How do I Become a Flutist?

Article Details
  • Written By: Haven Esme
  • Edited By: Bronwyn Harris
  • Last Modified Date: 07 November 2018
  • Copyright Protected:
    Conjecture Corporation
  • Print this Article

Being a flutist, or more commonly, flautist,requires creativity and a love for the flute. Flutists must be passionate about music and often have natural artistic ability. New flutists should consider private instruction.

A private flute teacher can address both physical and technical problems with flute playing. Some of the most common issues that private instructors deal with include incorrect finger placement and improper hand position. Individuals who become flutists often have problems with forming correct hand position and posture. Both of these factors are crucial to the success of the musicians.

It’s important that bad flute playing habits are corrected as soon as possible in someone who wants to become a flutist. If not corrected early, improper habits can become ingrained and very difficult to correct later on. This can result in future frustration and a hindrance in being able to master the instrument.

Pursuing a formal education in music can also help a person become a flutist. Many flutists have music degrees. These musicians may have attended professional musical academies and institutes where they were able to major in flute performance. With private instruction or with a university education, the flutist should become familiar with their instrument, learn how to read music, and learn to produce the desired sounds when playing the flute.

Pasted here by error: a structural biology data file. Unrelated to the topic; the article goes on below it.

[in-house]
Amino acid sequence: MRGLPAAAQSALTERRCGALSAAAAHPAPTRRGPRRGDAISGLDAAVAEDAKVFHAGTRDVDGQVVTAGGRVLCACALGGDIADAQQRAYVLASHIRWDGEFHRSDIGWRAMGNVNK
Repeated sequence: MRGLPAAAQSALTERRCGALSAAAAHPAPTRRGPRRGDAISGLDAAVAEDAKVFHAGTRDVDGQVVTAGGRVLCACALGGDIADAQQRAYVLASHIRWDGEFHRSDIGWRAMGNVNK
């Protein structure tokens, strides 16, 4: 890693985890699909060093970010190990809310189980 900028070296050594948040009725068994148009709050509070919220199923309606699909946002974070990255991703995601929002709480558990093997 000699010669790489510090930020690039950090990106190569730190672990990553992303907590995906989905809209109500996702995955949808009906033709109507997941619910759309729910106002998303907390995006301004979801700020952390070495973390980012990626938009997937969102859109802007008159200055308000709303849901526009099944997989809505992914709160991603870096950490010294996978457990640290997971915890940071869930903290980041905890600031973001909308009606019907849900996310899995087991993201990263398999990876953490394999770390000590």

It is also helpful if a person becomes familiar with the musical terms involved in flute and instrument playing. For example, flutists should understand concepts and terms such as absolute pitch, abdominal vibrato, and acoustical length. Understanding these terms is vital because this professional and technical lingo is commonly used in the music industry.

Once a person becomes an experienced flutist, it isn’t uncommon for the individual to begin to teach others how to play the flute. Many flutists teach at a professional level. This often stems from a desire to help someone else become a flutist. Some flutists freelance, which means they play for a variety of musical organizations and are willing to cooperate with various venues and musical groups.

Flutists should consider joining professional organizations that will help them in their musical and professional development. Members of professional flute organizations usually include leading soloists, college and university professors, orchestra players, and adult amateurs. Some organizations encourage flutists of all ages to apply and join. Professional organizations can help a person develop musically and become a flutist.



Discuss this Article

Post your comments

Post Anonymously


forgot password?